Brussels to outlaw eggs by the dozen

BRITISH shoppers will no longer be able to buy eggs by the dozen under new regulations approved by the European Parliament.

For the first time, eggs and other products including oranges and bread rolls – will be sold by weight instead of by the number contained in a packet.

Last week, MEPs voted to bring an end to Britain's exemption from the metric policy despite objections from several UK members.

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Eggs have traditionally been sold by the dozen or half-dozen because the old imperial measurements such as inches or pennies were calculated in groups of 12. But the new rules, to be introduced next year, mean that instead of packaging telling shoppers a box contains six eggs, it will show the weight in grams of the eggs inside.

Last night, Britain's Food Standards Agency criticised the European Parliament's move, claiming it put the UK on a potential collision course with Brussels.

An FSA spokeswoman said: "This proposal would disallow selling by numbers. Retailers would not be allowed to put "Six eggs" on the front of the box. If it was a bag of rolls, it would say "500g" instead of six rolls.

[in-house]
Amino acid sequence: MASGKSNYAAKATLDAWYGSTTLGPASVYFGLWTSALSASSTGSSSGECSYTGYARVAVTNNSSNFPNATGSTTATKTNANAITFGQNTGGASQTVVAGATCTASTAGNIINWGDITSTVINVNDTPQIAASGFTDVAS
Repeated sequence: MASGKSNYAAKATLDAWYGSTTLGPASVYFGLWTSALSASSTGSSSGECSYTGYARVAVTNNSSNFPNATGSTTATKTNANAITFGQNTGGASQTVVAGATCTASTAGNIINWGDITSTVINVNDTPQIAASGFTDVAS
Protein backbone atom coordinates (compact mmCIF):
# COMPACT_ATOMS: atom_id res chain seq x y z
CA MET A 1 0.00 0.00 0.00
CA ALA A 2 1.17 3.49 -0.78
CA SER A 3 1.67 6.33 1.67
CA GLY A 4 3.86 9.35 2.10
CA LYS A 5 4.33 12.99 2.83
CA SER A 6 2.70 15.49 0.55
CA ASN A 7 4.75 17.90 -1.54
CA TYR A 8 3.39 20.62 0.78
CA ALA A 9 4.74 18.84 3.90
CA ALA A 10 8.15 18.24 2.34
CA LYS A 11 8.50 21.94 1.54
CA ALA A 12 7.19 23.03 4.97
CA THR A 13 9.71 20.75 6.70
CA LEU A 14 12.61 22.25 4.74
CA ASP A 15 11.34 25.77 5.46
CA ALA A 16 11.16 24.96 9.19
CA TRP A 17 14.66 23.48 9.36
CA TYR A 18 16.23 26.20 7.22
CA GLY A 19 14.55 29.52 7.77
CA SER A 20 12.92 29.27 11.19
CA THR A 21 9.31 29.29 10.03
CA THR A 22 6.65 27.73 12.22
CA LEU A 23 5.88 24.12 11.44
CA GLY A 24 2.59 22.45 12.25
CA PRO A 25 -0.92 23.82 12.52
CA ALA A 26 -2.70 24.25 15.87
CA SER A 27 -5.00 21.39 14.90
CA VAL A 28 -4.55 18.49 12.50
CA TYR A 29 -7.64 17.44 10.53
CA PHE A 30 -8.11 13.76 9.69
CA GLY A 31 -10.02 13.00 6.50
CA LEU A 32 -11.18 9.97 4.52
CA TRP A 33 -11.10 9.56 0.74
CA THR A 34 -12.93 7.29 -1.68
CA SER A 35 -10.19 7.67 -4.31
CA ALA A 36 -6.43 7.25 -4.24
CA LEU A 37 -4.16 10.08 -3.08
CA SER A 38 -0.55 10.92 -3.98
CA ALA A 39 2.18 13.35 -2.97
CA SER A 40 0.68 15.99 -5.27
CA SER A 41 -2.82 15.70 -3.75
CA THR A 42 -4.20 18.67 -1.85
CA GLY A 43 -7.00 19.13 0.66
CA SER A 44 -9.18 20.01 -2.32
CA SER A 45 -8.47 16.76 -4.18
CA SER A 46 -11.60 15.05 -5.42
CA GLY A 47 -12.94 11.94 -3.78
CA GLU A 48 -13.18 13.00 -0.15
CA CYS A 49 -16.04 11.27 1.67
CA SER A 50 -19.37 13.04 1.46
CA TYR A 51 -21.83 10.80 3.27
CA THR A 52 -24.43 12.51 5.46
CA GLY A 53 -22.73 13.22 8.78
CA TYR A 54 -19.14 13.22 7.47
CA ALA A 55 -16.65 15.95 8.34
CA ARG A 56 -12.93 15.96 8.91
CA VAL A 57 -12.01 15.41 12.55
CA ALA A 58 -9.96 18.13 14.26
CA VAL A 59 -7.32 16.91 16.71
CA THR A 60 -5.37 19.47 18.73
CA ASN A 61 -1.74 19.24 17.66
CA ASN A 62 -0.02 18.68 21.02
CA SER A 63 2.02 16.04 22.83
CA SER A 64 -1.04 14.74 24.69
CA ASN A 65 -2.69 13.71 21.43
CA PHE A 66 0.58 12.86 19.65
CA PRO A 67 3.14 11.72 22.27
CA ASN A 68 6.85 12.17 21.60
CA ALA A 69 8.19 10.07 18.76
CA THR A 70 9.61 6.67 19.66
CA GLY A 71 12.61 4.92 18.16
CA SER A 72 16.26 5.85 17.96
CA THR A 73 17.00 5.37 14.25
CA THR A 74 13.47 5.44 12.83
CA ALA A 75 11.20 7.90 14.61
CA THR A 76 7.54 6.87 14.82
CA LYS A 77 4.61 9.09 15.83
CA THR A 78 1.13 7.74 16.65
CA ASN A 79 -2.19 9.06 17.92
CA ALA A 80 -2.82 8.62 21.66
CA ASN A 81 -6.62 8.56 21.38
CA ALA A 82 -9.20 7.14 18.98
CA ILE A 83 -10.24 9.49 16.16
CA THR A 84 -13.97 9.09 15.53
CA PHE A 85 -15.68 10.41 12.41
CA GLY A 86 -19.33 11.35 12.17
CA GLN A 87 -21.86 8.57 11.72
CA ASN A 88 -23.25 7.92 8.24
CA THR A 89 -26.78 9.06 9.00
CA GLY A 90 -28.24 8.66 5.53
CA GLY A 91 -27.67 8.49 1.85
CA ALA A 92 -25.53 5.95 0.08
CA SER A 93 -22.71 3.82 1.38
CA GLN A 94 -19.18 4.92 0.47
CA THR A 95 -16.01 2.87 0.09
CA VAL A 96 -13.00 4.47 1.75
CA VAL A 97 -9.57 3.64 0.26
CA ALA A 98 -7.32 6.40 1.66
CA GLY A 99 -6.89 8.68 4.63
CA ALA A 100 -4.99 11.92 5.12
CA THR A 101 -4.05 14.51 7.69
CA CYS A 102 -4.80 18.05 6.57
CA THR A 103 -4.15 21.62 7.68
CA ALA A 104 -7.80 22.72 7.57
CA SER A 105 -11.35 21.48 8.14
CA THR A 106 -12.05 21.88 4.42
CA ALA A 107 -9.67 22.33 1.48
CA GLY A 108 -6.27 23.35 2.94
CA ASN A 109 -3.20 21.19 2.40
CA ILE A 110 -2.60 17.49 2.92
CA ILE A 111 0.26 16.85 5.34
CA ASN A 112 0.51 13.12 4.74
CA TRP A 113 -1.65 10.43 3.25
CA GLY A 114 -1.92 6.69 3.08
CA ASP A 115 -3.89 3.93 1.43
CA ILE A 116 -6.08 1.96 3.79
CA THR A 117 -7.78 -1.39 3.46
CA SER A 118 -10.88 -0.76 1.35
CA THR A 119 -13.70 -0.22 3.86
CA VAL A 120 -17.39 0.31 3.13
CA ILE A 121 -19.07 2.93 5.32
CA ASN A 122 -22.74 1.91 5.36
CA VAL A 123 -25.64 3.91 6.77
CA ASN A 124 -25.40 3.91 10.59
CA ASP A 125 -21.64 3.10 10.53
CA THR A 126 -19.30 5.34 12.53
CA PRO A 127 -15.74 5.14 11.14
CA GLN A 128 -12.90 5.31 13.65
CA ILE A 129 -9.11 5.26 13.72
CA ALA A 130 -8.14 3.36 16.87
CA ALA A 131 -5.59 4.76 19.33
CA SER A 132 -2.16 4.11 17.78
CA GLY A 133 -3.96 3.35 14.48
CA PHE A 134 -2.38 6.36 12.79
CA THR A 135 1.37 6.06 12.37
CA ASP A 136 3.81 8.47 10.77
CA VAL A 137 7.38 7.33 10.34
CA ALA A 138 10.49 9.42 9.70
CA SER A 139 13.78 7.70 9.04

"It is important that information is provided in a way that is meaningful and beneficial to consumers. This issue is still being considered by EU member states and it will be some time before the regulation is finalised."

The move could cost retailers millions of pounds because of changes they will have to make to packaging and labelling, as well as the extra burden of weighing each box of food before it is put on sale. It is predicted that the extra costs will be passed on to shoppers through higher grocery bills.

Experts say it will be next year before the EU is able to bring in the controversial measure, which bureaucrats say is designed to help consumers make an informed choice when buying their food.

But the Federation of Bakers director Gordon Polson warned that it may be too late to change the rules, even though they will be debated further in the European Parliament.

Andrew Opie, food director of the British Retail Consortium, which represents 90 per cent of UK shops, said: "This is a bad proposal – we need to help consumers, not confuse them."